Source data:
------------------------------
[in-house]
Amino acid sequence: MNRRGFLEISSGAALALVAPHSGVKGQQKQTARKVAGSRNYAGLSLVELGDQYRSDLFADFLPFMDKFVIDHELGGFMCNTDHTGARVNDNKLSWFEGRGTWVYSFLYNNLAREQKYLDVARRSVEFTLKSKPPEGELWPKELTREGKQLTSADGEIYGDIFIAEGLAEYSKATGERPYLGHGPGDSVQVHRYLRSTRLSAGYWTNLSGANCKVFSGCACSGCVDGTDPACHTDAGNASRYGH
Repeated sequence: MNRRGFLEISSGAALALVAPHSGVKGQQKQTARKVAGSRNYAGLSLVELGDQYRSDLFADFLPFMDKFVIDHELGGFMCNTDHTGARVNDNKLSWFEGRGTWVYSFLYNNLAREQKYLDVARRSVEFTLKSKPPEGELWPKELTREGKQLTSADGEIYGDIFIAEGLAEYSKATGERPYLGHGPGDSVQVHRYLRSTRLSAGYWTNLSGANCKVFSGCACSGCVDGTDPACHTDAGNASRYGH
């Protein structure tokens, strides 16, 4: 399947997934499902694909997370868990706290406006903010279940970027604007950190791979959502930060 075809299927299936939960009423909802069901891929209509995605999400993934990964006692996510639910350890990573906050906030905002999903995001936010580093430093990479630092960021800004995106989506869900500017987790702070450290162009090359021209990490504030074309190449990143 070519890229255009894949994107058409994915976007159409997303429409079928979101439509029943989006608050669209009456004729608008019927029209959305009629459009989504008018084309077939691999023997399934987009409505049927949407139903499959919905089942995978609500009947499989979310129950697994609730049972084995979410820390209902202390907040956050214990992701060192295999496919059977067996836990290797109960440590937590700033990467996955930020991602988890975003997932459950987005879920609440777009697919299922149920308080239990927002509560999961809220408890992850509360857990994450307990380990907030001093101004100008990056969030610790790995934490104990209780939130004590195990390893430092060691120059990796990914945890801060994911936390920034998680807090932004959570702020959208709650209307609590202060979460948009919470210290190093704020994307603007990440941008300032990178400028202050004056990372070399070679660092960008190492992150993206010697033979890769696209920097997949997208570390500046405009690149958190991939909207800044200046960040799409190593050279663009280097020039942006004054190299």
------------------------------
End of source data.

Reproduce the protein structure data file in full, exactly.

[in-house]
Amino acid sequence: MNRRGFLEISSGAALALVAPHSGVKGQQKQTARKVAGSRNYAGLSLVELGDQYRSDLFADFLPFMDKFVIDHELGGFMCNTDHTGARVNDNKLSWFEGRGTWVYSFLYNNLAREQKYLDVARRSVEFTLKSKPPEGELWPKELTREGKQLTSADGEIYGDIFIAEGLAEYSKATGERPYLGHGPGDSVQVHRYLRSTRLSAGYWTNLSGANCKVFSGCACSGCVDGTDPACHTDAGNASRYGH
Repeated sequence: MNRRGFLEISSGAALALVAPHSGVKGQQKQTARKVAGSRNYAGLSLVELGDQYRSDLFADFLPFMDKFVIDHELGGFMCNTDHTGARVNDNKLSWFEGRGTWVYSFLYNNLAREQKYLDVARRSVEFTLKSKPPEGELWPKELTREGKQLTSADGEIYGDIFIAEGLAEYSKATGERPYLGHGPGDSVQVHRYLRSTRLSAGYWTNLSGANCKVFSGCACSGCVDGTDPACHTDAGNASRYGH
């Protein structure tokens, strides 16, 4: 399947997934499902694909997370868990706290406006903010279940970027604007950190791979959502930060 075809299927299936939960009423909802069901891929209509995605999400993934990964006692996510639910350890990573906050906030905002999903995001936010580093430093990479630092960021800004995106989506869900500017987790702070450290162009090359021209990490504030074309190449990143 070519890229255009894949994107058409994915976007159409997303429409079928979101439509029943989006608050669209009456004729608008019927029209959305009629459009989504008018084309077939691999023997399934987009409505049927949407139903499959919905089942995978609500009947499989979310129950697994609730049972084995979410820390209902202390907040956050214990992701060192295999496919059977067996836990290797109960440590937590700033990467996955930020991602988890975003997932459950987005879920609440777009697919299922149920308080239990927002509560999961809220408890992850509360857990994450307990380990907030001093101004100008990056969030610790790995934490104990209780939130004590195990390893430092060691120059990796990914945890801060994911936390920034998680807090932004959570702020959208709650209307609590202060979460948009919470210290190093704020994307603007990440941008300032990178400028202050004056990372070399070679660092960008190492992150993206010697033979890769696209920097997949997208570390500046405009690149958190991939909207800044200046960040799409190593050279663009280097020039942006004054190299």